Nocturia

Here study indicates that if you need to urinate in the night called nocturia you may have elevated blood pressure and/or excess fluid in your body, said study author Dr Satoshi Konno, of the Division of Hypertension, Tohoku Rosai Hospital, Sendai, Japan. If you continue to have nocturia, ask your doctor to check your blood pressure and salt intake.
JCS 2019 takes place from 29 to 31 March in Yokohama. Joint scientific sessions are in the European Society of Cardiology (ESC) and JCS as part of the ESC Global Activities programme. Previous research from Japan report that high salt intake is associate with nocturia.

Anti hypertensive drugs

Compare to western countries, people in Japan eat more salt and are more likely to be salt sensitive; so meaning that their blood pressure rises more when salt is consume. Taken together, these two factors mean that people in Japan are at greater risk of developing high blood pressure.

Hence this study examine the link between nocturia and hypertension in the general Japanese population. The study enroll 3,749 residents of Watari who had an annual health check in 2017. Blood pressure was measure and information on nocturia was obtaine by questionnaire. Participants with blood pressure 140/90 mmHg or higher or prescribed antihypertensive drugs was consider as hypertensive.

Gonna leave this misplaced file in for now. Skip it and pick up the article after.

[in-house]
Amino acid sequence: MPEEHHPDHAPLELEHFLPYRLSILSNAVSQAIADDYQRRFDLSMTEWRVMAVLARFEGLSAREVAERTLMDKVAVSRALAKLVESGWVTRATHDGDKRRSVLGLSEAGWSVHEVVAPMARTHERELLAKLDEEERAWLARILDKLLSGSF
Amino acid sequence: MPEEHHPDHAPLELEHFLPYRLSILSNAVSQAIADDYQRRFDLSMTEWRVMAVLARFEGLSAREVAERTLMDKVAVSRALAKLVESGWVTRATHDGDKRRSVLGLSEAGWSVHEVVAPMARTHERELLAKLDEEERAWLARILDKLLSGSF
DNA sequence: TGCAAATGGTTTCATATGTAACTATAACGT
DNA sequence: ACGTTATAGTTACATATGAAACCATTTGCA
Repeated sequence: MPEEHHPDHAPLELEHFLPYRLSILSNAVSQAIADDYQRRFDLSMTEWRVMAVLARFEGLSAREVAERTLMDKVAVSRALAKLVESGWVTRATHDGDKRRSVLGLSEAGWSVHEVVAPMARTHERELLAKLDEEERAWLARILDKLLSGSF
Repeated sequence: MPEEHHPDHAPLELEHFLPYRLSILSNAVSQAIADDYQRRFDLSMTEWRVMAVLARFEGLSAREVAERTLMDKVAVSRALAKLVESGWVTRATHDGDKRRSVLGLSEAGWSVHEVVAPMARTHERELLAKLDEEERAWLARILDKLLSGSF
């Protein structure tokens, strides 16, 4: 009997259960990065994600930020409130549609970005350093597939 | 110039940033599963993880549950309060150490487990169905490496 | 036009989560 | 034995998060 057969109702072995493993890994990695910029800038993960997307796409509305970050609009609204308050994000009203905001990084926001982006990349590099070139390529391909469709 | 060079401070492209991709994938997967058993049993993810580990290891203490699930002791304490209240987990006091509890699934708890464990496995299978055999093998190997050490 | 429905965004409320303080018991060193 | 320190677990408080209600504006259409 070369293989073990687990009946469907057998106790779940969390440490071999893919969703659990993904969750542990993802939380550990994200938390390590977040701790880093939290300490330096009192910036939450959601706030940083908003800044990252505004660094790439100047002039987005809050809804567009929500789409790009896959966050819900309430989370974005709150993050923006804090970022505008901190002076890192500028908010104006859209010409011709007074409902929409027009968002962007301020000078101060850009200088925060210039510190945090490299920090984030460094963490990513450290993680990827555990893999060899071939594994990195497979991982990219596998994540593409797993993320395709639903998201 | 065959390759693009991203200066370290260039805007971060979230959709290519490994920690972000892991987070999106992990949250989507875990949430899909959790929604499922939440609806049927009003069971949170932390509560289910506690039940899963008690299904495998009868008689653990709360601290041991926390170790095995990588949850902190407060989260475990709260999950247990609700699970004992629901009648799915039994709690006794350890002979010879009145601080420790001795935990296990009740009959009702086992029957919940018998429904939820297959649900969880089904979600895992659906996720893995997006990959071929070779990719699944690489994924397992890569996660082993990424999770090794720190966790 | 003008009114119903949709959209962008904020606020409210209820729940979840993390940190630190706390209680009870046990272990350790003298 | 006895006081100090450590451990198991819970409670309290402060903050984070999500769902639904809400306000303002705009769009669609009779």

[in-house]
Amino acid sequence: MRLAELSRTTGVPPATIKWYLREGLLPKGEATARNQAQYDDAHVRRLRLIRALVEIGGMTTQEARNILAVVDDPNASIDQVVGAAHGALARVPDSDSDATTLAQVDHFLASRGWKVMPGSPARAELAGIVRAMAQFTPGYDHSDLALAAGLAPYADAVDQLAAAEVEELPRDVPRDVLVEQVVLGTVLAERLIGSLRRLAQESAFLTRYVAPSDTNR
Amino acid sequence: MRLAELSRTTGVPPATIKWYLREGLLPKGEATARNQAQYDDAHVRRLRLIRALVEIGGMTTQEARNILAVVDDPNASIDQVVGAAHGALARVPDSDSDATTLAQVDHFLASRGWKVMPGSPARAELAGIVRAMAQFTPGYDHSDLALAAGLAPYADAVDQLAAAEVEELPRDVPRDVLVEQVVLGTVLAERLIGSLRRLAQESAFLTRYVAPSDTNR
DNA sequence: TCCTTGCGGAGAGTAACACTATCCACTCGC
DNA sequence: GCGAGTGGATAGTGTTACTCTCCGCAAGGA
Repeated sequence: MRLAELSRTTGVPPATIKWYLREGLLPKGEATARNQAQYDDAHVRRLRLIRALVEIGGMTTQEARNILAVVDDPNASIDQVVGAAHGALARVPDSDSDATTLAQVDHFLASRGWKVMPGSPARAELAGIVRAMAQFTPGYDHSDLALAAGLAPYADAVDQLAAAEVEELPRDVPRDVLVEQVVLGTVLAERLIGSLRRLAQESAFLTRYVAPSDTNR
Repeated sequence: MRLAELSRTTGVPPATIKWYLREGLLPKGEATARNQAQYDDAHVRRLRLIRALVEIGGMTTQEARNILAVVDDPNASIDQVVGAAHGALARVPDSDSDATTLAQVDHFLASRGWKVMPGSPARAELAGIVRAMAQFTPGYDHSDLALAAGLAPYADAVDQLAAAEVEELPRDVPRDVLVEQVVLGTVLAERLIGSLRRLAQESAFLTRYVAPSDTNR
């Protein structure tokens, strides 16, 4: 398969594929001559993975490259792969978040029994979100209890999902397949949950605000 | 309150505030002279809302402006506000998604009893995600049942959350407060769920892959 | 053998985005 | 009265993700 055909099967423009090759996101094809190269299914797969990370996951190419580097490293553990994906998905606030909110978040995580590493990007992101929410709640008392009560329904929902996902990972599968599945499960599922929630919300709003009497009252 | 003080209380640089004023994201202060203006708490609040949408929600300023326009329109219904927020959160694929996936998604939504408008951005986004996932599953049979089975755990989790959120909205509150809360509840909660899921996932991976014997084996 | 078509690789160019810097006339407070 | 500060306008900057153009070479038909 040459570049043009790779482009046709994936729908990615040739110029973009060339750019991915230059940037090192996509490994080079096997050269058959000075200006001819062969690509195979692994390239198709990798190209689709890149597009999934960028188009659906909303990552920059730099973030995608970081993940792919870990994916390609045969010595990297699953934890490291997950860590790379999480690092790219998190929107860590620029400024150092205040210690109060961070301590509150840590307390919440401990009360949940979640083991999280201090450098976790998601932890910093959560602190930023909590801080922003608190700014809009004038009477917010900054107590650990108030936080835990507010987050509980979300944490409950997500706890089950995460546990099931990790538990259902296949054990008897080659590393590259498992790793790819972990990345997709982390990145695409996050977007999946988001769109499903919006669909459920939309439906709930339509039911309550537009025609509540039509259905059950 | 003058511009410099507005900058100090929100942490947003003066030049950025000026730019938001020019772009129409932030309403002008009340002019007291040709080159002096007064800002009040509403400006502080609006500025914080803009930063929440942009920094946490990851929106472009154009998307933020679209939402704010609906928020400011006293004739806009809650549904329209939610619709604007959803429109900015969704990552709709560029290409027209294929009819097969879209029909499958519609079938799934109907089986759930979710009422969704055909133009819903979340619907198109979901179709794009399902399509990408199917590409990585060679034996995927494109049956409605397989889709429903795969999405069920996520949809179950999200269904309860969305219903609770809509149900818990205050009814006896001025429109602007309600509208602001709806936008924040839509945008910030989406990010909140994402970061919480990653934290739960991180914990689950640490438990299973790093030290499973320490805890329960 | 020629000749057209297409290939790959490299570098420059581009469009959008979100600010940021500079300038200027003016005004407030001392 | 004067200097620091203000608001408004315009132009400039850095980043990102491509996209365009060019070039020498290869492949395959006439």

Nocturia (one or more nocturia events per night) was significantly with hypertension after controlling for possible confounders (odds ratio 1.4; p<0.01). The risk of hypertension rose significantly as the number of nocturia events per night increase (p for trend <0.01). They found that getting up in the night to urinate was link to a 40% greater chance of having hypertension,” said Dr Konno.

Risk of hypertension

So the more visits to the toilet, the greater the risk of hypertension. Of the 1,882 participants who answer the questionnaire, 1,295 (69%) had nocturia. Dr Konno said the results do not prove a causal relationship between nocturia and hypertension and may not apply to populations outside Japan. The relationship may influence by various factors including lifestyle, salt intake, ethnicity, and genetic background.
Dr Mutsuo Harada, press coordinator for JCS 2019, said: Hypertension is a national disease in Japan. The average salt intake in Japan is approximately 10 g/day; which is more than double the average salt intake worldwide (4 g/day). This excessive salt intake is relate to there preference for seafood and soy sauce-base food; so salt restriction is difficult to carry out. Early detection; also management of hypertension are very important to prevent cardiovascular diseases.
So they should keep in mind that nocturia is not only cause by urinary organ problems but also by systemic diseases such as hypertension. High blood pressure is the leading global cause of premature death, accounting for almost ten million deaths in 2015. ESC guidelines recommend medication to reduce the risk of stroke and heart disease. A healthy lifestyle is also advised, including salt restriction, alcohol moderation, healthy eating, regular exercise, weight control, and smoking cessation.